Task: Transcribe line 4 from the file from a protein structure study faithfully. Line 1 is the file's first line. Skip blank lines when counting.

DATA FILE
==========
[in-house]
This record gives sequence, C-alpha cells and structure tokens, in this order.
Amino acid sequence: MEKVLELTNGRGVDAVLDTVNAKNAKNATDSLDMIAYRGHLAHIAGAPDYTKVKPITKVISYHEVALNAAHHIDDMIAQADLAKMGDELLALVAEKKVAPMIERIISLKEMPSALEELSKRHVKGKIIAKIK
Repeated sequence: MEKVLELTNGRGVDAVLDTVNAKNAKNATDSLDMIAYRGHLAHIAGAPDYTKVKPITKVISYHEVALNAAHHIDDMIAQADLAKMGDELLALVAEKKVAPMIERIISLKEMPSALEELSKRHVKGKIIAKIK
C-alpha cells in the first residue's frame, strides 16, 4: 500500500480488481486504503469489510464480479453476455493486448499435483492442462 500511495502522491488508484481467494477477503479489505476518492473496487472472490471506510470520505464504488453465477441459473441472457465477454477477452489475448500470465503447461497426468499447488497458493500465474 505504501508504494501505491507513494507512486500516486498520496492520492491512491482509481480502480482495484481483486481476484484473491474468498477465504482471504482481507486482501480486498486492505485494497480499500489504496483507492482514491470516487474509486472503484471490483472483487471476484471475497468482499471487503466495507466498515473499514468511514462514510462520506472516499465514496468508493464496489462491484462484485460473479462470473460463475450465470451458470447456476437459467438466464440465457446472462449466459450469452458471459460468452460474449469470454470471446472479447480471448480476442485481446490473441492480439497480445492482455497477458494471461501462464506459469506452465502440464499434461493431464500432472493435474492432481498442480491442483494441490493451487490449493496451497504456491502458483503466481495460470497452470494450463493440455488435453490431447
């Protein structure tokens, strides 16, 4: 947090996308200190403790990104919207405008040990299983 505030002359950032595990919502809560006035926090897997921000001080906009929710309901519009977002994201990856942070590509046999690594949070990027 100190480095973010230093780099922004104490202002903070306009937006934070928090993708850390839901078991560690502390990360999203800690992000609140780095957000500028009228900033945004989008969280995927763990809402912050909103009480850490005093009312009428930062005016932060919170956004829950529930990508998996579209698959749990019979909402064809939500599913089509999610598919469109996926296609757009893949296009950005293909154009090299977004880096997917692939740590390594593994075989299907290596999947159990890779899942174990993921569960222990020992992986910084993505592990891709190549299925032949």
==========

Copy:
Repeated sequence: MEKVLELTNGRGVDAVLDTVNAKNAKNATDSLDMIAYRGHLAHIAGAPDYTKVKPITKVISYHEVALNAAHHIDDMIAQADLAKMGDELLALVAEKKVAPMIERIISLKEMPSALEELSKRHVKGKIIAKIK